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Arts & Culture

Old Case Files: History on Trial

Jul 21, 2017
Members of the cast of Old Case Files
Dayton History

Dayton History’s “Old Case Files” opens this Friday at the Old Montgomery County Courthouse in Downtown Dayton.

The story is ripped from the headlines—but not today’s headlines. The cast will be reenacting a murder trial from 1935, when, on Christmas Eve, a former police officer shot a man five times at the postal telegram office on 3rd Street in Dayton. To at least one passer-by, it seemed pretty cold blooded.  

Janeal Ravndal reads Robert Brimm's poem, "Our Secret"

Conrad Balliet reads Ron Knipfer's poem, "The Last Ride."

Don't you love it when somebody has the good grace to go out at the top of their game? It can be depressing to watch former star performers embarrassing themselves because they didn't know when to quit. We have all seen them, the baseball players who strike out on pitches they used to hit or the lead singer who wrote the lyric "I hope I die before I get old" still out there on stage 50 years later gamely strumming away. Some writers keep plodding along, putting out books long after inspiration has faded.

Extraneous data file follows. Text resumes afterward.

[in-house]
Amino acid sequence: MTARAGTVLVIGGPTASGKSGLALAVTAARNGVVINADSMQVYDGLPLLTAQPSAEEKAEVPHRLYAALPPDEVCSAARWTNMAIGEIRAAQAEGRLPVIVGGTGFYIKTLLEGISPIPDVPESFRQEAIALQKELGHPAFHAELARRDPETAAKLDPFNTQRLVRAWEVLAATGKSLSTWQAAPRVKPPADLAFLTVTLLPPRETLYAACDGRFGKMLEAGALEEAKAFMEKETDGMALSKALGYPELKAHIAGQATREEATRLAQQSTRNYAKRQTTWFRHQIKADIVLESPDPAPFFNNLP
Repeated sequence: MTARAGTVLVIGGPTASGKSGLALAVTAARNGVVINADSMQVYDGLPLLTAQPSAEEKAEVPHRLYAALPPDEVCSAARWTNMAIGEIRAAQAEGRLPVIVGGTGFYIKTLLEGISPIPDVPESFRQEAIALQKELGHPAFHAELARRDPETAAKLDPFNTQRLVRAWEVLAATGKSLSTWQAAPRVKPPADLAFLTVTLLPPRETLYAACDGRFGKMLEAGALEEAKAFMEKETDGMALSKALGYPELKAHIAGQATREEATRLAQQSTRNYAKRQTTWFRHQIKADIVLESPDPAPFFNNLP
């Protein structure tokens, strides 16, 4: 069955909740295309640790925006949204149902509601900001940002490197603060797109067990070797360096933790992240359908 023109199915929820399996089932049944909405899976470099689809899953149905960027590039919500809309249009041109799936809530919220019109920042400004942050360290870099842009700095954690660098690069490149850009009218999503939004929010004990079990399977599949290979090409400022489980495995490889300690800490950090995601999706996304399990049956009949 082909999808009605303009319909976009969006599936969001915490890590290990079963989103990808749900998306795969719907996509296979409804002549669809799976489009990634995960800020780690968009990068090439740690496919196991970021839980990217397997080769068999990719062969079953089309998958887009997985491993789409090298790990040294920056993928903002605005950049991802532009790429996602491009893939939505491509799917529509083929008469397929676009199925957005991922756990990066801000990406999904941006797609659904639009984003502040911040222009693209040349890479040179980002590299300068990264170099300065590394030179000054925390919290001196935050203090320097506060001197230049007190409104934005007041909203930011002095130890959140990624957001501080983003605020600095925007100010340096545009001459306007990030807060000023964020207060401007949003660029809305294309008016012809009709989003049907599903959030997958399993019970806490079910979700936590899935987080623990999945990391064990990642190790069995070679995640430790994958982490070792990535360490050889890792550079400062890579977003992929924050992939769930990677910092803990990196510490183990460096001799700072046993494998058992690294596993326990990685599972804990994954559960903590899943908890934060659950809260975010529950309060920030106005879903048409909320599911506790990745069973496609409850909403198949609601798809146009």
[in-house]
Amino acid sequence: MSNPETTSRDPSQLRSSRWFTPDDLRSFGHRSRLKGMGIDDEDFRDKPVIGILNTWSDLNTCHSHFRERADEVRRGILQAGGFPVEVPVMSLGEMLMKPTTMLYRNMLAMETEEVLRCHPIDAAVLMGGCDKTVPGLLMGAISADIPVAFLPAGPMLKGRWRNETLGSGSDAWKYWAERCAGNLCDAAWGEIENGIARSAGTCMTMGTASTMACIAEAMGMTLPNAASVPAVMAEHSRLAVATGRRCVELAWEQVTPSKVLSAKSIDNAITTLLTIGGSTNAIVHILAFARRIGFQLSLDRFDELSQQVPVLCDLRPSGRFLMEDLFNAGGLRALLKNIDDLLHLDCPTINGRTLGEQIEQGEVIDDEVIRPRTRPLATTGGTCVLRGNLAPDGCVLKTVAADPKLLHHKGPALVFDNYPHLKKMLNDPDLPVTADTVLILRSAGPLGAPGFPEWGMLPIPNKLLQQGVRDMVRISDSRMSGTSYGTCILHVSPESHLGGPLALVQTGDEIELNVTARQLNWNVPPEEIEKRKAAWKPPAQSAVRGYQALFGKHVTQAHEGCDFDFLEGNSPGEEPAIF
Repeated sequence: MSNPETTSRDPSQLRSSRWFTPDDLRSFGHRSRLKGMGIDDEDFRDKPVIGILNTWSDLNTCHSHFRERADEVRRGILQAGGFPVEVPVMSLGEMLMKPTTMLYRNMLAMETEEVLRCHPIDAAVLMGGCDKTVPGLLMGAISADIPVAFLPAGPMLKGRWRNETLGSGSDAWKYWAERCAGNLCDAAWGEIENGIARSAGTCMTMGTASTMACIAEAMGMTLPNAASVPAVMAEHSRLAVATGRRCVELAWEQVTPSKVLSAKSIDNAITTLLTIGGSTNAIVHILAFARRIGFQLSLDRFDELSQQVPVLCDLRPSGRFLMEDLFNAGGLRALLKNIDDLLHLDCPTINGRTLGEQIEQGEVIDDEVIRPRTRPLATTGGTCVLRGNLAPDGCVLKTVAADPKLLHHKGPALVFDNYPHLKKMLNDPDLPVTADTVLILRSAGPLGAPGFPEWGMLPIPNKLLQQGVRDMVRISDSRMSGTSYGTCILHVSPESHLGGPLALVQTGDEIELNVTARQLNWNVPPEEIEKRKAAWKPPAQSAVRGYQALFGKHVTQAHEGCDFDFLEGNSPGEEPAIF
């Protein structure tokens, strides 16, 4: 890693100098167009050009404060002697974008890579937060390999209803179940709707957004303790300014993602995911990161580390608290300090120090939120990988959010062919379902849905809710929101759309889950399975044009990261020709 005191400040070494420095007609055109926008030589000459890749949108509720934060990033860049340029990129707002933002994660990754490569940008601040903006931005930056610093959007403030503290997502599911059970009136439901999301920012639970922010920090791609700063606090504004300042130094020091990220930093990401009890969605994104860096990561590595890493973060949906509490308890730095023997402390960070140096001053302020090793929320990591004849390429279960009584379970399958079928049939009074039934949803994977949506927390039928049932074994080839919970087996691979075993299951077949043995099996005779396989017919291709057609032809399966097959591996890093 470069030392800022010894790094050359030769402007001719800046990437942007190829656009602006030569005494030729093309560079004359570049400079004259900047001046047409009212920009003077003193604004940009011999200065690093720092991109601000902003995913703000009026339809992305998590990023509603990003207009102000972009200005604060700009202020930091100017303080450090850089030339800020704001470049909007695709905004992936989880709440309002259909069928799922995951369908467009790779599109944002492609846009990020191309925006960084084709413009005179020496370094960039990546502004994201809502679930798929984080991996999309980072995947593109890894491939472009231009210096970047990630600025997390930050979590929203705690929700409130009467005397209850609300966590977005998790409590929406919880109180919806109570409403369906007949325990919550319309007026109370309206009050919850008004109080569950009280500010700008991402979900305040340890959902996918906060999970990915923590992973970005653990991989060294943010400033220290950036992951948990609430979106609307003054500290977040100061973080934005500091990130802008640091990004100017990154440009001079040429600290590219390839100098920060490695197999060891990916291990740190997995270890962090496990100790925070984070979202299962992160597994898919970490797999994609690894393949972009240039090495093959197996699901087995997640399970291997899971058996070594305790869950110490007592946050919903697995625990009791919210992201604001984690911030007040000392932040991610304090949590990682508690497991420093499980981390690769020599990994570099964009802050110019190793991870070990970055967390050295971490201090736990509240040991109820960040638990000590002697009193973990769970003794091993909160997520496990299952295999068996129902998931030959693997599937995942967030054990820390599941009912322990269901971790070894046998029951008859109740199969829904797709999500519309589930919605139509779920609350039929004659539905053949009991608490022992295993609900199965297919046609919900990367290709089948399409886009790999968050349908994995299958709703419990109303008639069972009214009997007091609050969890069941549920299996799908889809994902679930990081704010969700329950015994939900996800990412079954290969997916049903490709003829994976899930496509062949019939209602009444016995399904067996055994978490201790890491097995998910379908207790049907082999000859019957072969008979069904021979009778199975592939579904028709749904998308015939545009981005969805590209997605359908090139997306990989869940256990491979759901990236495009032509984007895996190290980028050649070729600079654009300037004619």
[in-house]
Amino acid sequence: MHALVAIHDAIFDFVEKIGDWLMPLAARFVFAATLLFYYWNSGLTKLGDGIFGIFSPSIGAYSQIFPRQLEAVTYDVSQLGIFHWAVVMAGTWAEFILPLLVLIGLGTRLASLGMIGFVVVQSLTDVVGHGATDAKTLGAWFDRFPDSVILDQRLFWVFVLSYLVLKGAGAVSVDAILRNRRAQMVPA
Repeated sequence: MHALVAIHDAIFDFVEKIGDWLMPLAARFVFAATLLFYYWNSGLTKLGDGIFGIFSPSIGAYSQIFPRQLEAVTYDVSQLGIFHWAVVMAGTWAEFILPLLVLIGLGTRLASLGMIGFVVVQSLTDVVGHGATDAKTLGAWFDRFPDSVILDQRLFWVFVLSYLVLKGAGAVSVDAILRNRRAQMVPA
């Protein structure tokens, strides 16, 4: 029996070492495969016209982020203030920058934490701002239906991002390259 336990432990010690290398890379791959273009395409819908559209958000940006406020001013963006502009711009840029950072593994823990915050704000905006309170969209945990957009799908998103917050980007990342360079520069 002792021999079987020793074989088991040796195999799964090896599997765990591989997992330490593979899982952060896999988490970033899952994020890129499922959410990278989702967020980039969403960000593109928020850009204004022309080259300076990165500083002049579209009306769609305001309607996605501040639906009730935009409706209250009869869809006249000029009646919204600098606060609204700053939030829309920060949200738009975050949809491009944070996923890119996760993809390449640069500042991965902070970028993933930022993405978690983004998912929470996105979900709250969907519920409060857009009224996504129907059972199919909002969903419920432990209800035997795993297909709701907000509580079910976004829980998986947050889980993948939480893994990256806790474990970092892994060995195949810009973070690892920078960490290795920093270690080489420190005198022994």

Lori Gravley reads Rita Coleman's poem, "Wounded Heart"

This book is the debut in a new crime fiction series set in Columbus. Roxane Weary is a private eye with lots of issues. Her dad was a hard drinking cop who died recently while fighting crime. The two of them didn't get along. His sudden death has left his daughter with unresolved "Daddy" issues. He drank a lot. So does she. Her love life is a mess, too. Her father's demise has even served to complicate that aspect of her existence. Business is bad.

Mary Jo White reads her poem, "Advice to the Lovelorn."

Antioch College

In 1968 an eighteen-year-old youth named Bill Newman arrived in Yellow Springs to begin his freshman year at Antioch College. Bill's first Antioch co-op education experience took place in New York City. He was supposed to return to Antioch after three months but the experience he was having in New York was so thrilling and important to him that he ended up staying away for nine months.

Steve Broidy reads his poem, "Patch of Wetlands."

There are quite a few memoirs being published. Every famous rock star from 50 years ago seems to have written one. At least, the ones who are still alive. Many of the memoirs that are coming out were penned by people who never have had a hit on the Top 40. People like you and me. We have stories to tell, too!

This is a time when some of us are feeling desensitized. The 24 hour news cycle churns out the latest shocking and outrageous reports. There's a blurring sensation that takes place. Books can give us a sanctuary, temporary cocoons to shelter us from all of this brouhaha.

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